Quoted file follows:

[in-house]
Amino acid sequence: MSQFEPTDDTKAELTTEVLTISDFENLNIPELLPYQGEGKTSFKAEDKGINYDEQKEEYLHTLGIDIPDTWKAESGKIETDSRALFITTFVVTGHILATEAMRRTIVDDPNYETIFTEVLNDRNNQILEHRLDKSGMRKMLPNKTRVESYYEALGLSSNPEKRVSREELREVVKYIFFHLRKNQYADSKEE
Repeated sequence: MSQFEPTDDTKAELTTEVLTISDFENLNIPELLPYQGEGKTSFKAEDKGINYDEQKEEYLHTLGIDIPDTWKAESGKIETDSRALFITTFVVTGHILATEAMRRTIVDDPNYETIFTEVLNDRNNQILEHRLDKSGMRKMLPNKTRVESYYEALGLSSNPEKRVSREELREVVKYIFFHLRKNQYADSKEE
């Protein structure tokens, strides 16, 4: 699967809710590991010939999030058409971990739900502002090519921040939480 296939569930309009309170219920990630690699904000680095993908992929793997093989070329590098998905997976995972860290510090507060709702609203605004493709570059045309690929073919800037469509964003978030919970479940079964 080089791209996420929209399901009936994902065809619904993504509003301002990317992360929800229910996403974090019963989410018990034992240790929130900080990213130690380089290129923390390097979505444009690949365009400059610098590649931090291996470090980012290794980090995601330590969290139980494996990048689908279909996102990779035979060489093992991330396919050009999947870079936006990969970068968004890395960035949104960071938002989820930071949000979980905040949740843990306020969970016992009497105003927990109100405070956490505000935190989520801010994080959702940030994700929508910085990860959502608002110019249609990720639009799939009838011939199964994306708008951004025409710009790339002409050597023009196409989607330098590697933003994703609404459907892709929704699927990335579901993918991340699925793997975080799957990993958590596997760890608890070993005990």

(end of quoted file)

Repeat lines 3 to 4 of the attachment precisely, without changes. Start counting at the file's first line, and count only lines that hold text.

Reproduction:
Repeated sequence: MSQFEPTDDTKAELTTEVLTISDFENLNIPELLPYQGEGKTSFKAEDKGINYDEQKEEYLHTLGIDIPDTWKAESGKIETDSRALFITTFVVTGHILATEAMRRTIVDDPNYETIFTEVLNDRNNQILEHRLDKSGMRKMLPNKTRVESYYEALGLSSNPEKRVSREELREVVKYIFFHLRKNQYADSKEE
């Protein structure tokens, strides 16, 4: 699967809710590991010939999030058409971990739900502002090519921040939480 296939569930309009309170219920990630690699904000680095993908992929793997093989070329590098998905997976995972860290510090507060709702609203605004493709570059045309690929073919800037469509964003978030919970479940079964 080089791209996420929209399901009936994902065809619904993504509003301002990317992360929800229910996403974090019963989410018990034992240790929130900080990213130690380089290129923390390097979505444009690949365009400059610098590649931090291996470090980012290794980090995601330590969290139980494996990048689908279909996102990779035979060489093992991330396919050009999947870079936006990969970068968004890395960035949104960071938002989820930071949000979980905040949740843990306020969970016992009497105003927990109100405070956490505000935190989520801010994080959702940030994700929508910085990860959502608002110019249609990720639009799939009838011939199964994306708008951004025409710009790339002409050597023009196409989607330098590697933003994703609404459907892709929704699927990335579901993918991340699925793997975080799957990993958590596997760890608890070993005990």